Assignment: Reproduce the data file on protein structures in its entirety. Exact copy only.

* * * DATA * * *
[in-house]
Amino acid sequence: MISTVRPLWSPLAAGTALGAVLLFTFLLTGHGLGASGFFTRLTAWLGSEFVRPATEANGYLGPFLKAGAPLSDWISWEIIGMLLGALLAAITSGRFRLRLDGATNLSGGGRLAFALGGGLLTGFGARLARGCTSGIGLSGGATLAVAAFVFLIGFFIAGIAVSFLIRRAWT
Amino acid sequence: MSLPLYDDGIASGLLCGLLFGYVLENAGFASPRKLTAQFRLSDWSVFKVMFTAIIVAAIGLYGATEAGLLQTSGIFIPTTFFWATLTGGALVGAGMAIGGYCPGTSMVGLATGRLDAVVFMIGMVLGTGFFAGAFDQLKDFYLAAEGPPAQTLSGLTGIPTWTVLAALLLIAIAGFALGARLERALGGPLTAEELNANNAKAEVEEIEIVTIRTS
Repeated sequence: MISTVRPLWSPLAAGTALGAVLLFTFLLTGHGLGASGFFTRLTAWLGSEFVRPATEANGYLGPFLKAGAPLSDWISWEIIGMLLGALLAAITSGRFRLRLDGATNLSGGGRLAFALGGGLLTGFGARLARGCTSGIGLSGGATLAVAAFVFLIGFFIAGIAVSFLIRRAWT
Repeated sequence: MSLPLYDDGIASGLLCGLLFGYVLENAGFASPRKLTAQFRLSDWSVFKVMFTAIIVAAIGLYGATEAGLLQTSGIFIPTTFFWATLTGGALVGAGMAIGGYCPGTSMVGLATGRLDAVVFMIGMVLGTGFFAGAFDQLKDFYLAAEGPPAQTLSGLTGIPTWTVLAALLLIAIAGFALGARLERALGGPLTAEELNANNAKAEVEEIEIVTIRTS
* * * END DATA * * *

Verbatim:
[in-house]
Amino acid sequence: MISTVRPLWSPLAAGTALGAVLLFTFLLTGHGLGASGFFTRLTAWLGSEFVRPATEANGYLGPFLKAGAPLSDWISWEIIGMLLGALLAAITSGRFRLRLDGATNLSGGGRLAFALGGGLLTGFGARLARGCTSGIGLSGGATLAVAAFVFLIGFFIAGIAVSFLIRRAWT
Amino acid sequence: MSLPLYDDGIASGLLCGLLFGYVLENAGFASPRKLTAQFRLSDWSVFKVMFTAIIVAAIGLYGATEAGLLQTSGIFIPTTFFWATLTGGALVGAGMAIGGYCPGTSMVGLATGRLDAVVFMIGMVLGTGFFAGAFDQLKDFYLAAEGPPAQTLSGLTGIPTWTVLAALLLIAIAGFALGARLERALGGPLTAEELNANNAKAEVEEIEIVTIRTS
Repeated sequence: MISTVRPLWSPLAAGTALGAVLLFTFLLTGHGLGASGFFTRLTAWLGSEFVRPATEANGYLGPFLKAGAPLSDWISWEIIGMLLGALLAAITSGRFRLRLDGATNLSGGGRLAFALGGGLLTGFGARLARGCTSGIGLSGGATLAVAAFVFLIGFFIAGIAVSFLIRRAWT
Repeated sequence: MSLPLYDDGIASGLLCGLLFGYVLENAGFASPRKLTAQFRLSDWSVFKVMFTAIIVAAIGLYGATEAGLLQTSGIFIPTTFFWATLTGGALVGAGMAIGGYCPGTSMVGLATGRLDAVVFMIGMVLGTGFFAGAFDQLKDFYLAAEGPPAQTLSGLTGIPTWTVLAALLLIAIAGFALGARLERALGGPLTAEELNANNAKAEVEEIEIVTIRTS